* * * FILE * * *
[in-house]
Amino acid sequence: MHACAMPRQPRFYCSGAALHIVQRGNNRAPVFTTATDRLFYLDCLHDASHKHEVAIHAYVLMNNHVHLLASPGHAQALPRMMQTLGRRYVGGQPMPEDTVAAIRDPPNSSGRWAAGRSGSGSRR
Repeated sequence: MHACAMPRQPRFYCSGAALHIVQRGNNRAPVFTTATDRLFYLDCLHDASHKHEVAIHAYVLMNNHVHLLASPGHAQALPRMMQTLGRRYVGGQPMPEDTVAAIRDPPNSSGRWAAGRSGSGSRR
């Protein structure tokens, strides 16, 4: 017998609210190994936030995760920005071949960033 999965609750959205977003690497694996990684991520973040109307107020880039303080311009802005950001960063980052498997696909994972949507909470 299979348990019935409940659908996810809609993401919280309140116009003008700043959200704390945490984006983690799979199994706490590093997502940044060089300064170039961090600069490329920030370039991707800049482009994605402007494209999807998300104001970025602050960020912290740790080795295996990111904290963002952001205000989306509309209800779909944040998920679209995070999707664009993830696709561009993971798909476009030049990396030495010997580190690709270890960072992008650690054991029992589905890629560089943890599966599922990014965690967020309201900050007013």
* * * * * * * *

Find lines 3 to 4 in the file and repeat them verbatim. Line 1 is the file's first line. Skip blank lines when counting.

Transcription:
Repeated sequence: MHACAMPRQPRFYCSGAALHIVQRGNNRAPVFTTATDRLFYLDCLHDASHKHEVAIHAYVLMNNHVHLLASPGHAQALPRMMQTLGRRYVGGQPMPEDTVAAIRDPPNSSGRWAAGRSGSGSRR
């Protein structure tokens, strides 16, 4: 017998609210190994936030995760920005071949960033 999965609750959205977003690497694996990684991520973040109307107020880039303080311009802005950001960063980052498997696909994972949507909470 299979348990019935409940659908996810809609993401919280309140116009003008700043959200704390945490984006983690799979199994706490590093997502940044060089300064170039961090600069490329920030370039991707800049482009994605402007494209999807998300104001970025602050960020912290740790080795295996990111904290963002952001205000989306509309209800779909944040998920679209995070999707664009993830696709561009993971798909476009030049990396030495010997580190690709270890960072992008650690054991029992589905890629560089943890599966599922990014965690967020309201900050007013």